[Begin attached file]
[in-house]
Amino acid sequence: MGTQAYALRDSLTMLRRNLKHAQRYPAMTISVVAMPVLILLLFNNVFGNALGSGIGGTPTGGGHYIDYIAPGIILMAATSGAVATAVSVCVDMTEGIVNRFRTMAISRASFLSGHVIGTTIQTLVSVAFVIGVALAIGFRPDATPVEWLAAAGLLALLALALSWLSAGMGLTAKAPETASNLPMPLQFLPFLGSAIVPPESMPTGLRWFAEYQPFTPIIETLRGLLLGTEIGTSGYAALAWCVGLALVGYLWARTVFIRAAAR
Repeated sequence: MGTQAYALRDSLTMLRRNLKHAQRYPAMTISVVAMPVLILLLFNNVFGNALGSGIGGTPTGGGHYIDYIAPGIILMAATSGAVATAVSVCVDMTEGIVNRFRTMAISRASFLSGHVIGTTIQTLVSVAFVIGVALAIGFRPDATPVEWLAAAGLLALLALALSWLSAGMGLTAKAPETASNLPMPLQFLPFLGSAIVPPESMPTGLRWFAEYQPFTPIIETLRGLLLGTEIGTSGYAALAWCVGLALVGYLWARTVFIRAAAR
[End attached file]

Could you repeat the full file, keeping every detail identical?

[in-house]
Amino acid sequence: MGTQAYALRDSLTMLRRNLKHAQRYPAMTISVVAMPVLILLLFNNVFGNALGSGIGGTPTGGGHYIDYIAPGIILMAATSGAVATAVSVCVDMTEGIVNRFRTMAISRASFLSGHVIGTTIQTLVSVAFVIGVALAIGFRPDATPVEWLAAAGLLALLALALSWLSAGMGLTAKAPETASNLPMPLQFLPFLGSAIVPPESMPTGLRWFAEYQPFTPIIETLRGLLLGTEIGTSGYAALAWCVGLALVGYLWARTVFIRAAAR
Repeated sequence: MGTQAYALRDSLTMLRRNLKHAQRYPAMTISVVAMPVLILLLFNNVFGNALGSGIGGTPTGGGHYIDYIAPGIILMAATSGAVATAVSVCVDMTEGIVNRFRTMAISRASFLSGHVIGTTIQTLVSVAFVIGVALAIGFRPDATPVEWLAAAGLLALLALALSWLSAGMGLTAKAPETASNLPMPLQFLPFLGSAIVPPESMPTGLRWFAEYQPFTPIIETLRGLLLGTEIGTSGYAALAWCVGLALVGYLWARTVFIRAAAR